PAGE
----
SD County Facing Triple Financial Threat
Thursday, February 12, 2009
The Chair of the San Diego Board of Supervisors took a defiant stance against the state government last night. Dianne Jacob delivered the annual State of the County speech at Cuyamaca College in El Cajon. KPBS reporter Katie Orr has details.
Jacob began her speech by saying San Diego County is in a good position to handle the challenging economic times ahead. But she says the county’s facing a triple financial whammy. Revenues have dropped by 90 million dollars. The pension fund has taken a 2.5 billion dollar loss in the stock market. And the state is planning to defer payments to counties for social service programs. Jacob says that would mean 63 thousand at risk children in San Diego County would not receive assistance checks.
Jacob: On Friday, we’ll mark the first scheduled delay of payments by the state. Our county is joining 23 other counties to file a law suit in response to keep the state from shirking its responsibility to these 63 thousand children that I mentioned earlier.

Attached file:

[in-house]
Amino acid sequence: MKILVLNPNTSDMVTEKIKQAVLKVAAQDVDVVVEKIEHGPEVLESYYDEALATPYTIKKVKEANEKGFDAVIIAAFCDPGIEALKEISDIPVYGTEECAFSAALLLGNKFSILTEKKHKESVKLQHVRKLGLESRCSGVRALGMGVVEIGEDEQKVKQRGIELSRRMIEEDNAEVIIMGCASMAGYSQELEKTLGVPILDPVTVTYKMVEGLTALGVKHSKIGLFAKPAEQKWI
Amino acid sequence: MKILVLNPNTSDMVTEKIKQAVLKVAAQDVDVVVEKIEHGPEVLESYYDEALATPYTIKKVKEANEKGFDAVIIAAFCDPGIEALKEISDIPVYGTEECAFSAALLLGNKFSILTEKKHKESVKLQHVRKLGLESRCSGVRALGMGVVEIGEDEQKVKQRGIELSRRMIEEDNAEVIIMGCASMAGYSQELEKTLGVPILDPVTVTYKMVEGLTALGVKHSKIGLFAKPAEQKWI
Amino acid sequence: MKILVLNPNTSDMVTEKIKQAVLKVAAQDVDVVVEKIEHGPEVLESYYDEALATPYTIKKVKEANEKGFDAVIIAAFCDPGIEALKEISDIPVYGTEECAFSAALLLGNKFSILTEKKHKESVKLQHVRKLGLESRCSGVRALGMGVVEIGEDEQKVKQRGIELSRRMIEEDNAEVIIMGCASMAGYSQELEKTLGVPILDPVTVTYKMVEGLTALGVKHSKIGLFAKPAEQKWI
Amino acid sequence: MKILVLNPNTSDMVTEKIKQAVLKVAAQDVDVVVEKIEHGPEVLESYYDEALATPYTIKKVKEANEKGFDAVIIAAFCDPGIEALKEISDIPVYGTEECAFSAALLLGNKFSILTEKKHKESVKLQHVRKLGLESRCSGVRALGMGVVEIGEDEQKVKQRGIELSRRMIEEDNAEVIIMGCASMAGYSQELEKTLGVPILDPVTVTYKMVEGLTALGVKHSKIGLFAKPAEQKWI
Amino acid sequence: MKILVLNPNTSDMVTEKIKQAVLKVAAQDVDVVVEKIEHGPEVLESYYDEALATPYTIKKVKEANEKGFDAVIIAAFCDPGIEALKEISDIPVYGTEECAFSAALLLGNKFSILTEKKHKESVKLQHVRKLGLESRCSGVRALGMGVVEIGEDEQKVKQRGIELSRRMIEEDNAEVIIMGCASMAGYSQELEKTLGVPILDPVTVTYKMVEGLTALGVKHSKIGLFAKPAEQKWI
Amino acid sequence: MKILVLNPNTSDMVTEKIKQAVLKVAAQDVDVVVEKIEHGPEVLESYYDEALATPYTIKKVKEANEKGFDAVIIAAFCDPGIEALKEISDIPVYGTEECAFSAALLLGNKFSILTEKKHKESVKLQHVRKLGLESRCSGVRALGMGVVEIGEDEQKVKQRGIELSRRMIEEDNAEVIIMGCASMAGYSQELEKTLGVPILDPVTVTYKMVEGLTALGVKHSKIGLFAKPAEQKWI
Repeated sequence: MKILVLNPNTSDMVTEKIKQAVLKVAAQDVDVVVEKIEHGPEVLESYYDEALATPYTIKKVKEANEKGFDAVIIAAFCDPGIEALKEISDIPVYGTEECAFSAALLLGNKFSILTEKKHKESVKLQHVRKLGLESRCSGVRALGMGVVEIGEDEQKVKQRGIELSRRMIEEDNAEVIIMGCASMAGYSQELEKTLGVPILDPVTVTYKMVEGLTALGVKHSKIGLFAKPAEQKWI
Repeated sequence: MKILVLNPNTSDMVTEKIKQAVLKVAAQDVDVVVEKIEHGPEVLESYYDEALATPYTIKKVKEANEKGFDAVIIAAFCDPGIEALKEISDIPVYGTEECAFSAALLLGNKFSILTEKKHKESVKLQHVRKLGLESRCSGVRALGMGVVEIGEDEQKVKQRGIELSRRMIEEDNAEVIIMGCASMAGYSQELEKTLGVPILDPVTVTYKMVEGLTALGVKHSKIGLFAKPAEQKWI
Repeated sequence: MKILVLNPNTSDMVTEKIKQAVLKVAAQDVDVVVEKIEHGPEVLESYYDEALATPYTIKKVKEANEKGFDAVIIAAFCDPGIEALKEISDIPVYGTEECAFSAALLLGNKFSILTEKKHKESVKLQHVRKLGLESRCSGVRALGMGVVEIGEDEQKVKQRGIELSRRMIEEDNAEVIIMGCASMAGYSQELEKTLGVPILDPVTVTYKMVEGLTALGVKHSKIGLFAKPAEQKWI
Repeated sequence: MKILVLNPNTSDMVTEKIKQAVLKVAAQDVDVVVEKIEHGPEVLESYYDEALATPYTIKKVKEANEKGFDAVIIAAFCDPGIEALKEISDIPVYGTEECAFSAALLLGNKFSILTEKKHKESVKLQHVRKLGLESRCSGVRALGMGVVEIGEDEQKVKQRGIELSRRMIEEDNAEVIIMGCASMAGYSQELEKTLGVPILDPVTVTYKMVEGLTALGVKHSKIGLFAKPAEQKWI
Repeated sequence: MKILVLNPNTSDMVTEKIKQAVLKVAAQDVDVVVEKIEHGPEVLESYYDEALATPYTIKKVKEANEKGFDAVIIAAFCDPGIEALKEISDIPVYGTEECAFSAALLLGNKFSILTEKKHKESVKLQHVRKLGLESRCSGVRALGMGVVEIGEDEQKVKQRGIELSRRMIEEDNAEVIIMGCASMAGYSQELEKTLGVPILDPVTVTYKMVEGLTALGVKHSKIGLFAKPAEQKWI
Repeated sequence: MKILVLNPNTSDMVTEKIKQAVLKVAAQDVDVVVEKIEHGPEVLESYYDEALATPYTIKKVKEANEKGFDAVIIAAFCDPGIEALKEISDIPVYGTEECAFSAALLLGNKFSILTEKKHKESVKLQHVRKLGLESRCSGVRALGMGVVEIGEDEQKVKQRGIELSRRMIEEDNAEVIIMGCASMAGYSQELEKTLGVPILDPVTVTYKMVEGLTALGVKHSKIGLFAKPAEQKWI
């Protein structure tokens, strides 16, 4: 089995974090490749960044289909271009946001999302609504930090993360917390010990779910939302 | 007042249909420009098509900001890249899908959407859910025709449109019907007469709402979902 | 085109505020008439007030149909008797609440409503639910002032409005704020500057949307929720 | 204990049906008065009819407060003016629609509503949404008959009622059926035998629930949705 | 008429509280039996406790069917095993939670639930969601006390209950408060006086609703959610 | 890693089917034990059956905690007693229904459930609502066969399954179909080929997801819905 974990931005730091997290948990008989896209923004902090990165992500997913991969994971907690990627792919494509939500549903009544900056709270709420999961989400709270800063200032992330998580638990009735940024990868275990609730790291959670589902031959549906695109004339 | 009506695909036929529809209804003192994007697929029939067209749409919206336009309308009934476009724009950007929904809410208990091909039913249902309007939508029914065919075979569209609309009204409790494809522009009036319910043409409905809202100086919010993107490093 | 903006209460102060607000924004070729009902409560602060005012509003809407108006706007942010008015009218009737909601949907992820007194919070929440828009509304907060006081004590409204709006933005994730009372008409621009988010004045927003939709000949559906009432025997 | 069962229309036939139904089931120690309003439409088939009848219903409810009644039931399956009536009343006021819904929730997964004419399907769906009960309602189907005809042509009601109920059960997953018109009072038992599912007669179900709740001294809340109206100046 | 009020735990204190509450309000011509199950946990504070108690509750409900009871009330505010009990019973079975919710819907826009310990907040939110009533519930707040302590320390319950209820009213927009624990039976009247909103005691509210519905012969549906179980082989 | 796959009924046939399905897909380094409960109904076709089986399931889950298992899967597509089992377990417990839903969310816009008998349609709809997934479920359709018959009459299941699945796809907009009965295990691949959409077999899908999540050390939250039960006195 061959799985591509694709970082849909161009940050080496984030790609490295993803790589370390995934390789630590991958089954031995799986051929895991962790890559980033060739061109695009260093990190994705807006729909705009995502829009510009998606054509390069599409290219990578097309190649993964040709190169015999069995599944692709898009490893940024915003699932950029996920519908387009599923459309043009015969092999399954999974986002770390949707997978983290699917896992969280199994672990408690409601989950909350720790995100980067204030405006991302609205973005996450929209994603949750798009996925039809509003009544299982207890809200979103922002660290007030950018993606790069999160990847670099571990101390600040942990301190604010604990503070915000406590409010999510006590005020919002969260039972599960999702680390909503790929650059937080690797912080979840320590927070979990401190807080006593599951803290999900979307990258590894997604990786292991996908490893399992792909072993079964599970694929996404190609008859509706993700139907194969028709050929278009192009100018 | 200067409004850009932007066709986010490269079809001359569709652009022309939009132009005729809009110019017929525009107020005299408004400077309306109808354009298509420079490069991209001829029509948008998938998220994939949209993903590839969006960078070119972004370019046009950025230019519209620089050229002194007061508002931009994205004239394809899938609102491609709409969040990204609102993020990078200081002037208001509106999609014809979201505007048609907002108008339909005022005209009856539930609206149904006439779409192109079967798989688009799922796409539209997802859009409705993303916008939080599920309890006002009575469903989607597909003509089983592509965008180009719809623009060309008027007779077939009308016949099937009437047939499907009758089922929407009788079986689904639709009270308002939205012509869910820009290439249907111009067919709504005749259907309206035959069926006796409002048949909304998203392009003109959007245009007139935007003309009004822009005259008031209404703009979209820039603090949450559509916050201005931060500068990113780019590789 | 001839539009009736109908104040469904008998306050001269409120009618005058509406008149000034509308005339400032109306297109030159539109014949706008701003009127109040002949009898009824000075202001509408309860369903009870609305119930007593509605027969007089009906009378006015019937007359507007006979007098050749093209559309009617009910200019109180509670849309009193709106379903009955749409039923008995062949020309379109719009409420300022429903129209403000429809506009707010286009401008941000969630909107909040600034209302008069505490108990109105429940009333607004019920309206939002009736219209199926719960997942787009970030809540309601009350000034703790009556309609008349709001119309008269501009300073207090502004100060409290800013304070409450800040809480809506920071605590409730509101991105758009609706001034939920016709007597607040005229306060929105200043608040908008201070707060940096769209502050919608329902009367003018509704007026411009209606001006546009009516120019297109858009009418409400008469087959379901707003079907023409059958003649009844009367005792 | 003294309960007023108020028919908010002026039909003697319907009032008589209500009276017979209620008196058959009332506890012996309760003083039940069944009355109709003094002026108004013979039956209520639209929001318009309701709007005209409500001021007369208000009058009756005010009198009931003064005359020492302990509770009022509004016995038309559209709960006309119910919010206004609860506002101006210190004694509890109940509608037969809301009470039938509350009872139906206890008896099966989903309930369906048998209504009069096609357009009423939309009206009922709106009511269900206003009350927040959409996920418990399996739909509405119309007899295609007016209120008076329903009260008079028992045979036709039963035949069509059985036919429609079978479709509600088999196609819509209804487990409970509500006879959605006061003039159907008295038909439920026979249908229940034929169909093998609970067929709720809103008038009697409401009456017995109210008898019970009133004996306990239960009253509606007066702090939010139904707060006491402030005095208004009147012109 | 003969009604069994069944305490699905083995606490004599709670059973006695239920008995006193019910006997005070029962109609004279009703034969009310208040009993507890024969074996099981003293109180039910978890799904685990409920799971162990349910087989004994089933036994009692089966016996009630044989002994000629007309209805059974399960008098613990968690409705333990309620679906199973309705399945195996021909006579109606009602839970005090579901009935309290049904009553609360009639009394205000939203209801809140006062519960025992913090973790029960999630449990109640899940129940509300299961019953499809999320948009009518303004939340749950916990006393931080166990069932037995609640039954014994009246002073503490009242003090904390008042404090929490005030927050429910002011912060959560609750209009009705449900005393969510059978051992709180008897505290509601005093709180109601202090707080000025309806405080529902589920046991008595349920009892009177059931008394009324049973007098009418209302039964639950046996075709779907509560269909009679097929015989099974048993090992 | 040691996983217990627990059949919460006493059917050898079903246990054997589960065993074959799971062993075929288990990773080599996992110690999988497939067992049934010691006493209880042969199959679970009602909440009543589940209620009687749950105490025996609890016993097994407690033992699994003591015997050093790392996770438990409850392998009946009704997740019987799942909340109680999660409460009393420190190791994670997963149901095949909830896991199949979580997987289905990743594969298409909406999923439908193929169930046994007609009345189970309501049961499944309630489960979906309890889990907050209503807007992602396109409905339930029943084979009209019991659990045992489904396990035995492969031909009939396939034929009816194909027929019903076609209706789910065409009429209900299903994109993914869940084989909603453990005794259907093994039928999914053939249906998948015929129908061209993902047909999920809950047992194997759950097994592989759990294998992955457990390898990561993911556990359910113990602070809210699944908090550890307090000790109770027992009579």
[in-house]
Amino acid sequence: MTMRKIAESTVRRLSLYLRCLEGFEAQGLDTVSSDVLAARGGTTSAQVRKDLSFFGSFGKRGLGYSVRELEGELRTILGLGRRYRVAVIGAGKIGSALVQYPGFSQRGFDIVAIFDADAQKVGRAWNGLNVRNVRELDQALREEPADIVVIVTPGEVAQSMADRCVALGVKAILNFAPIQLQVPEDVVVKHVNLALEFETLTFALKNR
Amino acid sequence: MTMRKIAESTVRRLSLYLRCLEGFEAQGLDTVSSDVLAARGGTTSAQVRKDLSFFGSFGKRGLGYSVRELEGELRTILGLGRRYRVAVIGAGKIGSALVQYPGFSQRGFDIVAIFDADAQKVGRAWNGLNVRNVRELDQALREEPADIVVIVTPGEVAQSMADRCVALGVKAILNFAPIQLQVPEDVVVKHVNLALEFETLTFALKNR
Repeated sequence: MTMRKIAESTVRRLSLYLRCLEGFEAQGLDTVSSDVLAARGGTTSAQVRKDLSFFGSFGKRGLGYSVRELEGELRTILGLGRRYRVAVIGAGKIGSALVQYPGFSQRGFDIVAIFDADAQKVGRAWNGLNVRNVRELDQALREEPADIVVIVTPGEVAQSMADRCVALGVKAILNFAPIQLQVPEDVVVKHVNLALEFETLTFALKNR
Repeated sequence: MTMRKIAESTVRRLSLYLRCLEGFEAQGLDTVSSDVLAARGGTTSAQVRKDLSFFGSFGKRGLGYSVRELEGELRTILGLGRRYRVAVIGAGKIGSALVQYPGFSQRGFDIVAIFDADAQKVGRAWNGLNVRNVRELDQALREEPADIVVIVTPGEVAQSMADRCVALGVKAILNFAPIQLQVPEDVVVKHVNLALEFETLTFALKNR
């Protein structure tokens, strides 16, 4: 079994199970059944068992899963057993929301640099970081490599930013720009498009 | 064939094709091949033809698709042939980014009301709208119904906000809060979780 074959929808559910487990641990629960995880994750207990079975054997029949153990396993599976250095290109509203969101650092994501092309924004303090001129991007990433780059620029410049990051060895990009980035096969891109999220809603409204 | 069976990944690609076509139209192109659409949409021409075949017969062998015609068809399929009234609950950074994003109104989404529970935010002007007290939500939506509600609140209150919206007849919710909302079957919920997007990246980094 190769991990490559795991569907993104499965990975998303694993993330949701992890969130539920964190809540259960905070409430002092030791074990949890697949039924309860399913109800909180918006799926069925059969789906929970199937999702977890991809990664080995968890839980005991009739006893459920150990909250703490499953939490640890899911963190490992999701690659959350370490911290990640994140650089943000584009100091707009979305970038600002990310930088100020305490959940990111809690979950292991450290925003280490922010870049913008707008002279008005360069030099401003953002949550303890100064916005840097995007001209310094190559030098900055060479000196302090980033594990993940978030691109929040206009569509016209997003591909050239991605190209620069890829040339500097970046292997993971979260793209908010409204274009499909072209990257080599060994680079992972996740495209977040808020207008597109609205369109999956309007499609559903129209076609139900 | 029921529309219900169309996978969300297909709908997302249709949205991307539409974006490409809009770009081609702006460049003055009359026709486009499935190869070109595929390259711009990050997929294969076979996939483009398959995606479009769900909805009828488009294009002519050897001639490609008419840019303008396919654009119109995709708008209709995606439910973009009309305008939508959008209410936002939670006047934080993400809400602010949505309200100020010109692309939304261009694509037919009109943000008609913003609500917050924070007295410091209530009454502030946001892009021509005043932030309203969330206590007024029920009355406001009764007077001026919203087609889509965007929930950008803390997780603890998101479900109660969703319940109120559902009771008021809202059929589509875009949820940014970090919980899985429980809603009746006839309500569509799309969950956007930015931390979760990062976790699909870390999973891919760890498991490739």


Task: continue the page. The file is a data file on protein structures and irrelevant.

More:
Jacob and other members of the board will go to Sacramento this week to meet with representatives of other counties. They want to show they won’t be responsible for the state’s poor budget decisions. About 75 percent of San Diego County’s operating budget comes from the state. Supervisor Pam Slater- Price says state lawmakers are not acting in the public’s interest.
Slater- Price: And right now they’re playing games up there and they’re just holding onto the money because they’re into a scuffle between the right and the left. And that is not fair to all the people who depend on those services. And the county itself can not afford to back them up.
In the coming year, the county will also begin looking at how to reform its pension system. Board Chair Dianne Jacob says the current benefits are not sustainable. She says increasing the retirement age or asking employees to contribute more to their plans are both ideas that should be considered. Jacob also says county government will become smaller and provide fewer services to residents in the future.
Katie Orr, KPBS News
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